Immigration experts on Thursday criticized laws in Alabama and Arizona that were co-authored by Kansas Secretary of State Kris Kobach. But Kobach said the controversial anti-illegal immigration measures were working.
“People are self-deporting,” Kobach said. “People are picking up and leaving.”
But Benjamin Johnson, executive director of the American Immigration Council, said the Arizona and Alabama laws were resulting in police racial profiling.
Alberto Cardenas Jr., an immigration attorney from Houston, said having individual states adopt immigration laws was counterproductive to forming a rational federal law.
“The solution has to come at the federal level,” Cardenas said. He added, “We have to look at this issue as a human one.”
Jeanette Hernandez Prenger of Kansas City, Mo., and vice chair of the U.S. Hispanic Chamber of Commerce, said some of the consequences of the new Alabama law would be higher food prices because farmers in Alabama were having trouble finding people to harvest crops.
Their comments came during the Immigration and the Kansas Economy conference sponsored by the Kansas University Institute for Policy and Social Research and held at the Union.
Kobach, a Republican elected secretary of state last year, has been a national leader in writing tough anti-illegal immigration laws in various states and cities.
He helped write the controversial SB 1070 in Arizona and, more recently, the law cracking down on illegal immigration in Alabama.
Hispanic advocates and some business groups have said the Alabama law is causing panic and many undocumented workers are fleeing the state. The American Subcontractors Association said even legal workers are leaving because they may have a family member in the country illegally.
Last month, a federal judge upheld parts of the law that authorizes police to detain people suspected of being in the country illegally. Other provisions require public schools to determine the legal residency of children.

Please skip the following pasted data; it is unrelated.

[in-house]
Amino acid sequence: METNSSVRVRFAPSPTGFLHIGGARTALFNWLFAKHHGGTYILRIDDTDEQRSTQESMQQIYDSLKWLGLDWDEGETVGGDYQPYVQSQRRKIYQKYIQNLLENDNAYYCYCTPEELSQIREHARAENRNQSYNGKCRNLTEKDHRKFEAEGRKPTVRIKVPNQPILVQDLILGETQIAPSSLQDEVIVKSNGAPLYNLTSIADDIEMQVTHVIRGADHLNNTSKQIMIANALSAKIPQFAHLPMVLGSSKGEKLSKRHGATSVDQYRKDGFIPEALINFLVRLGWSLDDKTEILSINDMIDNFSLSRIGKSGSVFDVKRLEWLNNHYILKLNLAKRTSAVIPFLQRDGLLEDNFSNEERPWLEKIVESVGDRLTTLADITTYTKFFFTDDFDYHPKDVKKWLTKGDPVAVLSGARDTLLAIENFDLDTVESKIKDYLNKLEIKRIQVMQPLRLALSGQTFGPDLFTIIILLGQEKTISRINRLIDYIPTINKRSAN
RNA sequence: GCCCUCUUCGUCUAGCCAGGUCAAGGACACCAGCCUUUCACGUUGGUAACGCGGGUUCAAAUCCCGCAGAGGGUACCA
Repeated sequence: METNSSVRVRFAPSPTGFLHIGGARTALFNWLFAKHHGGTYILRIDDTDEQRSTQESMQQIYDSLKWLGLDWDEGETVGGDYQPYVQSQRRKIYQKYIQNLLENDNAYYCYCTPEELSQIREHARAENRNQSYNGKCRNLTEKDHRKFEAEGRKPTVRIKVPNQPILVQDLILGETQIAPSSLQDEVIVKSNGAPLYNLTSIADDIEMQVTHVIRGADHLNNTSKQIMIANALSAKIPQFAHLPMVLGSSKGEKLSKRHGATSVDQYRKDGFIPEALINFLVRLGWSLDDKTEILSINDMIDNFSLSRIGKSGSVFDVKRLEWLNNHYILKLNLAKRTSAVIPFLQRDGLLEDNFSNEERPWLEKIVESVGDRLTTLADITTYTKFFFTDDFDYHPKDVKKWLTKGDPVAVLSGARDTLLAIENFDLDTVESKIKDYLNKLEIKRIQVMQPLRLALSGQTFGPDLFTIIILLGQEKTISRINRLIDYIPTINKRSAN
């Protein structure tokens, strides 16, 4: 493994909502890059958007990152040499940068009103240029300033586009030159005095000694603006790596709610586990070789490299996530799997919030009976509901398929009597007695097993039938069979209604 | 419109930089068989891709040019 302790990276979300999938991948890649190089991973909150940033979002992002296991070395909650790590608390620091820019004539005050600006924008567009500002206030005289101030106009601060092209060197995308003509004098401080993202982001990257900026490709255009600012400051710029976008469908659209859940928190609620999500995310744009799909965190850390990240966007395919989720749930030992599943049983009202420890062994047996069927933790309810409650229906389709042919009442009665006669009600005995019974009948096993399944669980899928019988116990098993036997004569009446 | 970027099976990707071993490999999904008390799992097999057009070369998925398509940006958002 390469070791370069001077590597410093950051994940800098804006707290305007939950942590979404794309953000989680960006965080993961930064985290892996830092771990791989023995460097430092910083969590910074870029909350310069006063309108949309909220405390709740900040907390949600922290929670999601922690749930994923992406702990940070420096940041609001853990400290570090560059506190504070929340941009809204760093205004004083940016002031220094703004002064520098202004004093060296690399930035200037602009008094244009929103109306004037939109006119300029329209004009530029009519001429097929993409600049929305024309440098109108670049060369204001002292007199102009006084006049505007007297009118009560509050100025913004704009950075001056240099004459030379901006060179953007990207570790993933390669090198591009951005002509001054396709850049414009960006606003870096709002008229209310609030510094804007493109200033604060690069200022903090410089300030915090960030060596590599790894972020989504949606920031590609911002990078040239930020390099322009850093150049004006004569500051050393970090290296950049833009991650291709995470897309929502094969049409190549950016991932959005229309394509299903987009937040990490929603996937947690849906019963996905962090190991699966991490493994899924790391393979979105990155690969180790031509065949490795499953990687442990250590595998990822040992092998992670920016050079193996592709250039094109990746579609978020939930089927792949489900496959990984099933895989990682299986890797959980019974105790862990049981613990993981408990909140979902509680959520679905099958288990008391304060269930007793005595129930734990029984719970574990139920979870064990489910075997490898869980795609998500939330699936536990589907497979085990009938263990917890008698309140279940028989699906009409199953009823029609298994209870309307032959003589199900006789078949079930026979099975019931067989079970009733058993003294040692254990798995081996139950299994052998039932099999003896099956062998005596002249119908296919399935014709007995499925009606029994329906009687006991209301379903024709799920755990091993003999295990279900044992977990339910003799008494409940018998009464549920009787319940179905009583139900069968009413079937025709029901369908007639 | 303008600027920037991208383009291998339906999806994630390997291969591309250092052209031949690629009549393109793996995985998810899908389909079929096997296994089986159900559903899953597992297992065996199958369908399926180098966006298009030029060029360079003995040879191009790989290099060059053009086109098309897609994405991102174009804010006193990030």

Kobach said the law is working as planned. “You are encouraging people to comply with the law,” he said. He said he has heard that U.S. citizens are lining up for jobs at an Alabama meat-packing plant where illegal workers are leaving.
Kobach argued that illegal immigrants are a drain on the national economy because of the welfare and education services they use.
But Cardenas and Johnson said the United States needs immigrants and if all undocumented workers left, the economy would fall into a tailspin. Cardenas noted that when a meat-packing plant in southwest Kansas was destroyed by fire several years ago, it was local leaders — not immigrants — who pleaded with the company to rebuild.
Earlier in the conference, James Hawkins, chief of the Garden City Police Department, said if Kansas adopted a law, similar to the ones in Alabama and Arizona that require police to check on immigration status, it would hurt his officers’ ability to enforce the law.
“It would really confound local law enforcement,” he said.
Garden City is home to several large immigrant groups and Hawkins said police work hard to communicate with them and gain their trust in order to investigate crimes.
Kobach disagreed with Hawkins and said it was possible that an Arizona- or Alabama-type law would be considered next year by the Kansas Legislature.